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54 Studied for exams while listening to Deep Relaxation. Found I could study for longer periods of time and experienced less anxiety during exams. I have been using the tapes for a relatively short time and I can notice clear positive shifts in my attitudes towards life and my problems. Stop Smoking, it’s worked! Prosperity, I now have sufficient income to support our needs. It was very tight before hand. L Wood I bought Weight Control because over winter I had added a couple of kilos. I have since lost that weight and I have also lost the desire to eat much of the sweet food I was before. I also bought Attracting Infinite Riches. Since then my job has gone from 2 days a week casual labour to joint supervisor! Keep up the good work. E Little Your tapes are fantastic! I have Self Confidence and noticed the change on an inner level after about a week. Now my mum uses them as well (she bought her own!) and I’m ready to try some new ones. Thank you. L Wheeler, Qld I have been using several tapes for almost a year now and have found them to be most effective. They help you to understand that you can change your mind literally -- and keep it that way. Peak Performance, Memory, Concentration and Joy of Learning are stand out performers and I would not hesitate in recommending them to anyone, regardless of age. Thank you Alphasonics! Steve O'Connor, NSW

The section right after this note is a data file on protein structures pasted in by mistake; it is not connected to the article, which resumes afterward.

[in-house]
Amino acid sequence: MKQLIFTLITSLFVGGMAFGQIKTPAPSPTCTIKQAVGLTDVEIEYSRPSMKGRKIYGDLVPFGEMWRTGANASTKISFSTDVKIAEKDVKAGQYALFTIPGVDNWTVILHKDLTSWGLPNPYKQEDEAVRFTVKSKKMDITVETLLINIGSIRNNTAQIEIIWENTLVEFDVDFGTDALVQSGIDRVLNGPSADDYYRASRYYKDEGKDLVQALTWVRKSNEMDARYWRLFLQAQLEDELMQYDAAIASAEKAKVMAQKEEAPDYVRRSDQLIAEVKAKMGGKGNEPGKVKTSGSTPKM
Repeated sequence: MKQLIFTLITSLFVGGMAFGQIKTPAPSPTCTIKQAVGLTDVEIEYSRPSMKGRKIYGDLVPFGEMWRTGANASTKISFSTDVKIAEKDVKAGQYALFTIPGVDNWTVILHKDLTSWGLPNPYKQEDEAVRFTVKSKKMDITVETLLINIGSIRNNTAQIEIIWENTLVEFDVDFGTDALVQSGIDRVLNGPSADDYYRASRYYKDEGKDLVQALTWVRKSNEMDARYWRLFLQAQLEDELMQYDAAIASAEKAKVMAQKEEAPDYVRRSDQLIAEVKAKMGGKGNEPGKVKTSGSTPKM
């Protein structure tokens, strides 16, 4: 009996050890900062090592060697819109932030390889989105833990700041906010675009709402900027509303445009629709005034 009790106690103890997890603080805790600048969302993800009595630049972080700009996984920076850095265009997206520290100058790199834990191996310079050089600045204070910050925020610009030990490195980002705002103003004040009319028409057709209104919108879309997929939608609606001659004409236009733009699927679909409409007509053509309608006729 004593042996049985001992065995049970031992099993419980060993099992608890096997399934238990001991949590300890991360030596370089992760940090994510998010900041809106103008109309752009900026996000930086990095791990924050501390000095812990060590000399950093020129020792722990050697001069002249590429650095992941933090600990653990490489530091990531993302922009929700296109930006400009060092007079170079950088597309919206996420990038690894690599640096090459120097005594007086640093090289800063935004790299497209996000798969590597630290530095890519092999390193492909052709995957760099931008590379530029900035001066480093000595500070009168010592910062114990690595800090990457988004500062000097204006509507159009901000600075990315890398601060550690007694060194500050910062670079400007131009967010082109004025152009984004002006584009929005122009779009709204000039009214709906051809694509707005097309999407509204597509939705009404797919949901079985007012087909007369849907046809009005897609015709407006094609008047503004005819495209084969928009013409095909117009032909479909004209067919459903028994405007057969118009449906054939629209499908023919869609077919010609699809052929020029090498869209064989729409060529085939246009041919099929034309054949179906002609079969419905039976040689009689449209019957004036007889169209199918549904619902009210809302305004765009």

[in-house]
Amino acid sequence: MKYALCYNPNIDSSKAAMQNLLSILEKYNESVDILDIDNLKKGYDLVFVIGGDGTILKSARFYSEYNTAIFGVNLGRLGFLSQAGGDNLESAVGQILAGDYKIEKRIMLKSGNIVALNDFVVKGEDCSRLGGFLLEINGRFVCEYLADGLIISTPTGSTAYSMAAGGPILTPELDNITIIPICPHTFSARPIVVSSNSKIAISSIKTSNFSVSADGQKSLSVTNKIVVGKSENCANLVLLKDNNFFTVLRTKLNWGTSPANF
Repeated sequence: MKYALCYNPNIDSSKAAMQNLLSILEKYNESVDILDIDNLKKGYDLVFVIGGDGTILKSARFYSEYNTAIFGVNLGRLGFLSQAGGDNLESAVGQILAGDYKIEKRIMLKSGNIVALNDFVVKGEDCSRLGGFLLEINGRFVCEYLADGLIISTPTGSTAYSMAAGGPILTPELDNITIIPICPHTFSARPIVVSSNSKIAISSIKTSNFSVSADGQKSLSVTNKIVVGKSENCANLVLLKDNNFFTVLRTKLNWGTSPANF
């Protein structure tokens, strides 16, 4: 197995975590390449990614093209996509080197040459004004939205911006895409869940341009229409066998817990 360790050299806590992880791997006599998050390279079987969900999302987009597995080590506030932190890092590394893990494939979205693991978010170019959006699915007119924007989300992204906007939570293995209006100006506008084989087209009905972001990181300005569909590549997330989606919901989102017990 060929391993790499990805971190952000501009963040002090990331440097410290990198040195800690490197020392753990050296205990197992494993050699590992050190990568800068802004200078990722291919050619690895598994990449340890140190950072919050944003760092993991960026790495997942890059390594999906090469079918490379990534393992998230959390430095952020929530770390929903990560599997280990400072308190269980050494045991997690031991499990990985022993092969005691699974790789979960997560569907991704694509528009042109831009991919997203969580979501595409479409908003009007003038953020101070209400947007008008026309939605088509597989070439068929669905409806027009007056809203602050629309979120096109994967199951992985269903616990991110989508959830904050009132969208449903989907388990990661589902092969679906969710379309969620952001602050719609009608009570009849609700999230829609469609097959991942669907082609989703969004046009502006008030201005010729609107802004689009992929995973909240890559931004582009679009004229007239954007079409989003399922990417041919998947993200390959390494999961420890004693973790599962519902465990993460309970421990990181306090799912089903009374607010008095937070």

55 What are the limitations of these methods? Confirmation bias: –testimonial evidence generally doesn’t include dissatisfied customers. The expectations that customers have concerning the tapes may influence their perceived effectiveness. There is no evidence on these sites that this kind of consideration has been taken into account. Amount of information: –unknown Expectations: Base rates/comparison: –We don’t know what happens to people if the message isn’t really in the recording Feels good = Truth: –It probably makes people who make and buy these tapes feel good to think that they work. This might lead them to assume the tapes really work, regardless of whether they do.